Comic review: Captain Marvel #3
Issue #3 of Captain Marvel picks up where we last left off, with Carol leading the Banshee Squad into battle against the Prowlers. Immediately this issue starts off big: Dexter Soy’s artwork is absolutely gorgeous here, setting a frenetic pace for the action. The color palettes can be bold and energetic one moment and soft and intimate the next, creating a nice balance between the action and the quieter moments of the story, and underscoring Kelly Sue DeConnick’s storytelling. After a successful campaign against the alien squadron, Carol and the Banshees capture the Japanese pilot of a downed Prowler, telling him to be ready for a fight the next time his squad comes for them. They then set about to rebuilding the downed Prowler, preparing themselves for the coming battle. Carol confirms that the ships are of Kree origin, but just how they ended up in a Japanese outpost off the coast of Peru in 1943 is still unknown.
That night Carol and the rest of the Banshees set up camp. We get to know a little bit more about the Banshee Squad in a campfire scene between Carol, Daisy and Bijoux, opening up about her origins and finding out more about these women she’s fighting alongside. These quiet moments are inviting and well-written, creating a little downtime in an otherwise very action-packed issue. As soon as morning comes Prowlers appear on the horizon and Carol again leads the charge, in what proves to be the issue’s big closing fight scene. Carol’s narration during the fight does a good job of orienting the reader in Carol’s head-space, downing a few more ships before she is alarmed to realize the Prowlers are merging in a single mechanical monstrosity. “I guess,” she remarks, “now it’s a fair fight.”
The issue closes on a flashback sequence to NASA headquarters in 1961, showing Helen Cobb’s bid to enter the jet program with several other female pilots. When they’re turned away by General Howard, Helen strikes a deal with him over artifacts she recovered from the Peruvian general that had attempted to ground her after returning his plane to him (as referenced in issue #2). This extra little bit of mystery sets up the next chapter of Carol’s time-traveling adventures, paralleled by Helen’s story, and provides an intriguing ending to an overall solid issue.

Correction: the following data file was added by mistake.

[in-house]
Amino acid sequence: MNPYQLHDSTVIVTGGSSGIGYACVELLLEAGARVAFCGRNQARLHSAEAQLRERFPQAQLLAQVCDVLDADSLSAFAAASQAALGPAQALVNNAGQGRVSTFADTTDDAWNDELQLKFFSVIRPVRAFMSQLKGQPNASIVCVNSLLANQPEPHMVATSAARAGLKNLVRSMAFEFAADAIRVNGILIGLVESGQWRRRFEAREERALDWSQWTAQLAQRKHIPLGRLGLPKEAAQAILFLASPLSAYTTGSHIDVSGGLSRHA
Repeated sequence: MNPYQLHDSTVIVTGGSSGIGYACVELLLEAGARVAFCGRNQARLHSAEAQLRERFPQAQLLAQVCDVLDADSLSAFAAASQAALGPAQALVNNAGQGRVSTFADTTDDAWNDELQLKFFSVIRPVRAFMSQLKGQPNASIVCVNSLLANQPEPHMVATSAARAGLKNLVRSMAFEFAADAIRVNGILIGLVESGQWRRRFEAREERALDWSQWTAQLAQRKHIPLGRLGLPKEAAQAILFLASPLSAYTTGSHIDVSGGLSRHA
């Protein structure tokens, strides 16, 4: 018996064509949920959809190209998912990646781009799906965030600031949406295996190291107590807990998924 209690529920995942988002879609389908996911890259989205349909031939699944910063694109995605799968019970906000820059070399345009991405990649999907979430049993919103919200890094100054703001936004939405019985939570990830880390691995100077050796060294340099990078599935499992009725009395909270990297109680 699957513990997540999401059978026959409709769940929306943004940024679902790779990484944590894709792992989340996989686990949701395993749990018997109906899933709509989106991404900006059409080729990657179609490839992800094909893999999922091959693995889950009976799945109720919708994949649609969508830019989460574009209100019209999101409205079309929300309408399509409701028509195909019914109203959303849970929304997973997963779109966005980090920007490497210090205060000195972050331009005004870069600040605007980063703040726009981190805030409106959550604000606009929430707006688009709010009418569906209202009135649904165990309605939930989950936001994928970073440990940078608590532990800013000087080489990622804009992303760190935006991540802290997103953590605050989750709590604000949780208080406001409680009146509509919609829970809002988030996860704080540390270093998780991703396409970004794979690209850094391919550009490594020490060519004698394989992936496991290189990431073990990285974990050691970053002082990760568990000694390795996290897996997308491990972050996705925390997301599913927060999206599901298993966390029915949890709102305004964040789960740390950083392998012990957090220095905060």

I really enjoyed this issue, even more so than the previous two. It seems like DeConnick is now completely comfortable with this character and this story; it’s reflected in the tone of the book, which can be both adventurous and introspective, fun and reserved, in fair measures. Her characterizations feel very fleshed out and genuine, and make me want to really root for these women every time they do battle. It’s a very different book, in terms of tone and the kind of stories that are being told. I find that refreshing, and as always, I can’t say enough about Soy’s interiors, which really pull the whole thing together. While I was admittedly a little skeptical about where this book was going after the first two issues, every month seems to building up a steady momentum, and I think overall the book’s heading for very stories in the future.
Worth a read: This book is fun to read and just plain beautiful to look at, and I would definitely recommend it.